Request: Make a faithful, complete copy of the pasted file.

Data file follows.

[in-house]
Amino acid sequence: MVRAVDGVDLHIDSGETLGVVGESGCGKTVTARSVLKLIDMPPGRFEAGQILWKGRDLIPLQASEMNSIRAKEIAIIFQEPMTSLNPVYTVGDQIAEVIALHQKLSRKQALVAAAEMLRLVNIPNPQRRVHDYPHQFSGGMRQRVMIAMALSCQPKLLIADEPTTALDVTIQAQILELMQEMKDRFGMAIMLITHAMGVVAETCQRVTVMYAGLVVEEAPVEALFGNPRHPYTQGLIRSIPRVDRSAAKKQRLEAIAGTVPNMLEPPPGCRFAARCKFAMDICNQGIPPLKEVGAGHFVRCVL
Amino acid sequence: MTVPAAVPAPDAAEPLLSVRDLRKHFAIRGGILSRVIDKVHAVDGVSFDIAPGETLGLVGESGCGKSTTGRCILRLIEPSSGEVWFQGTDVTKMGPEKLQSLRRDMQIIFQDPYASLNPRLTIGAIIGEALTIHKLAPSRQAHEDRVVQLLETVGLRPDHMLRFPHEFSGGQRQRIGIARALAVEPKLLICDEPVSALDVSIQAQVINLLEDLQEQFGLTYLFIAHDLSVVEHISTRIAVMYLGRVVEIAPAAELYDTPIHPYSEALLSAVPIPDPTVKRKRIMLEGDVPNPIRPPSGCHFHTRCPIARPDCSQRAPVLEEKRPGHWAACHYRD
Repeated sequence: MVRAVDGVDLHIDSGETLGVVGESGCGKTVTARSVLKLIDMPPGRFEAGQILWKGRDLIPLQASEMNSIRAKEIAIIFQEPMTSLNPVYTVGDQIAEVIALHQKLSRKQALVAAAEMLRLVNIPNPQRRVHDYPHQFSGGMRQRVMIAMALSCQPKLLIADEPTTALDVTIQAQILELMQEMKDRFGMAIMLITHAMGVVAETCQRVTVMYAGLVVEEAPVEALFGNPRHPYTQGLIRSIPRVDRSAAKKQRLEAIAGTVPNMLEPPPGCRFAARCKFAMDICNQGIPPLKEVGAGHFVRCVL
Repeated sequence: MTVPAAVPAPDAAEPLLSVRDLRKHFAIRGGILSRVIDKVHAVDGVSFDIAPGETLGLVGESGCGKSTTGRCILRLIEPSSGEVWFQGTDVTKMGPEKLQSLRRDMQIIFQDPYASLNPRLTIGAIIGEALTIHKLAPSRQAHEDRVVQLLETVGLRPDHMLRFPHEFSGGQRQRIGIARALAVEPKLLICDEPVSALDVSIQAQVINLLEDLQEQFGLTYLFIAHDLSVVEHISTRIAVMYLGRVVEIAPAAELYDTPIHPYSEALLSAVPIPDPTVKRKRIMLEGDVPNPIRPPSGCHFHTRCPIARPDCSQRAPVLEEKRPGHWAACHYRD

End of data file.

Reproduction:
[in-house]
Amino acid sequence: MVRAVDGVDLHIDSGETLGVVGESGCGKTVTARSVLKLIDMPPGRFEAGQILWKGRDLIPLQASEMNSIRAKEIAIIFQEPMTSLNPVYTVGDQIAEVIALHQKLSRKQALVAAAEMLRLVNIPNPQRRVHDYPHQFSGGMRQRVMIAMALSCQPKLLIADEPTTALDVTIQAQILELMQEMKDRFGMAIMLITHAMGVVAETCQRVTVMYAGLVVEEAPVEALFGNPRHPYTQGLIRSIPRVDRSAAKKQRLEAIAGTVPNMLEPPPGCRFAARCKFAMDICNQGIPPLKEVGAGHFVRCVL
Amino acid sequence: MTVPAAVPAPDAAEPLLSVRDLRKHFAIRGGILSRVIDKVHAVDGVSFDIAPGETLGLVGESGCGKSTTGRCILRLIEPSSGEVWFQGTDVTKMGPEKLQSLRRDMQIIFQDPYASLNPRLTIGAIIGEALTIHKLAPSRQAHEDRVVQLLETVGLRPDHMLRFPHEFSGGQRQRIGIARALAVEPKLLICDEPVSALDVSIQAQVINLLEDLQEQFGLTYLFIAHDLSVVEHISTRIAVMYLGRVVEIAPAAELYDTPIHPYSEALLSAVPIPDPTVKRKRIMLEGDVPNPIRPPSGCHFHTRCPIARPDCSQRAPVLEEKRPGHWAACHYRD
Repeated sequence: MVRAVDGVDLHIDSGETLGVVGESGCGKTVTARSVLKLIDMPPGRFEAGQILWKGRDLIPLQASEMNSIRAKEIAIIFQEPMTSLNPVYTVGDQIAEVIALHQKLSRKQALVAAAEMLRLVNIPNPQRRVHDYPHQFSGGMRQRVMIAMALSCQPKLLIADEPTTALDVTIQAQILELMQEMKDRFGMAIMLITHAMGVVAETCQRVTVMYAGLVVEEAPVEALFGNPRHPYTQGLIRSIPRVDRSAAKKQRLEAIAGTVPNMLEPPPGCRFAARCKFAMDICNQGIPPLKEVGAGHFVRCVL
Repeated sequence: MTVPAAVPAPDAAEPLLSVRDLRKHFAIRGGILSRVIDKVHAVDGVSFDIAPGETLGLVGESGCGKSTTGRCILRLIEPSSGEVWFQGTDVTKMGPEKLQSLRRDMQIIFQDPYASLNPRLTIGAIIGEALTIHKLAPSRQAHEDRVVQLLETVGLRPDHMLRFPHEFSGGQRQRIGIARALAVEPKLLICDEPVSALDVSIQAQVINLLEDLQEQFGLTYLFIAHDLSVVEHISTRIAVMYLGRVVEIAPAAELYDTPIHPYSEALLSAVPIPDPTVKRKRIMLEGDVPNPIRPPSGCHFHTRCPIARPDCSQRAPVLEEKRPGHWAACHYRD